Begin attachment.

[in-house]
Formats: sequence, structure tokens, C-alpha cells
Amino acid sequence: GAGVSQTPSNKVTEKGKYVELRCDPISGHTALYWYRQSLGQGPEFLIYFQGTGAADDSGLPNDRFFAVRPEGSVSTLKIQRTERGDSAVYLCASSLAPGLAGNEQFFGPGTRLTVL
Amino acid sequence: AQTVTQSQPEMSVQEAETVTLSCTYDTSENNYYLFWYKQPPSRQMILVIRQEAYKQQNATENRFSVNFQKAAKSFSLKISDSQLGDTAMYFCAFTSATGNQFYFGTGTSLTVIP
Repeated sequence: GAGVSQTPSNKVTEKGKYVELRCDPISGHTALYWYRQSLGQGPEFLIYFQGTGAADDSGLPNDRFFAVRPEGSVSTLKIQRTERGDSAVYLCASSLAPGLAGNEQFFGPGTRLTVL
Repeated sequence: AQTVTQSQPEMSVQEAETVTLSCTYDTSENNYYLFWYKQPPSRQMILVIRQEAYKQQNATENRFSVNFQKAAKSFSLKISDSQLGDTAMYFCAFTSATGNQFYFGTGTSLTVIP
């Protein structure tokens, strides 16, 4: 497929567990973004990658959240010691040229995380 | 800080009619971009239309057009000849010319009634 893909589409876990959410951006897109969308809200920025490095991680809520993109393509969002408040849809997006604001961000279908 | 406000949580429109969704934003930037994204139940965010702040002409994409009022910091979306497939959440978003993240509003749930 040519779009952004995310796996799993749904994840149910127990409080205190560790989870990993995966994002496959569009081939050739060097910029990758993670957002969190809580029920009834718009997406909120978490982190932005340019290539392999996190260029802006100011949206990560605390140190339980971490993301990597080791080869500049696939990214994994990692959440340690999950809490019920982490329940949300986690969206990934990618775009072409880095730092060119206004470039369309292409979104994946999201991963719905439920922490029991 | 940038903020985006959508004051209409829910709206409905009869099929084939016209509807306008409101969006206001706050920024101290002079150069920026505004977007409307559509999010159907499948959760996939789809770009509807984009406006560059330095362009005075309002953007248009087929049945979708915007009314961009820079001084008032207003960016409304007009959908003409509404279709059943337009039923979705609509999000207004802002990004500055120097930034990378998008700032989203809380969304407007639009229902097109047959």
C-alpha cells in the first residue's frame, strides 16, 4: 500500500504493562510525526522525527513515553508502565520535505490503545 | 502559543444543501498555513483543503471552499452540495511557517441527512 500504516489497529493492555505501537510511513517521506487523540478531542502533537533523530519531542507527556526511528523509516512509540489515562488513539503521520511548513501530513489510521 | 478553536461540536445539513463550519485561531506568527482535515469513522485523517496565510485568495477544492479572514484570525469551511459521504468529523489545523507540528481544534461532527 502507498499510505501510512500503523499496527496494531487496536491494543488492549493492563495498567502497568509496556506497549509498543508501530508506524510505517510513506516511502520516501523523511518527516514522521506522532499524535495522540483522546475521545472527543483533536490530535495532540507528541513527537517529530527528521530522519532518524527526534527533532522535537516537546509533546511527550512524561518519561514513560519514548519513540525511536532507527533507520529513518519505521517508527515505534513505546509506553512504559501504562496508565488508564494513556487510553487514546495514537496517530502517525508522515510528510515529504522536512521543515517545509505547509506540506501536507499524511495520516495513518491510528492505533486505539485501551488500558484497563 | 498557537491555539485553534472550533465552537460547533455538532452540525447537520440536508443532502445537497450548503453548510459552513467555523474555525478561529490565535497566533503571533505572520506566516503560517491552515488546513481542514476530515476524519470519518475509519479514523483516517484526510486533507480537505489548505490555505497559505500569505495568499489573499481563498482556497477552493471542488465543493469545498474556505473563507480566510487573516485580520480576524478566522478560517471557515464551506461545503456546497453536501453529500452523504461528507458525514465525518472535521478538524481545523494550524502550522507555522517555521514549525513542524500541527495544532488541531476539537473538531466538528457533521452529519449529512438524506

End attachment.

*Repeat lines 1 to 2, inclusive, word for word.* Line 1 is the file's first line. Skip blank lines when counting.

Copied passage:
[in-house]
Formats: sequence, structure tokens, C-alpha cells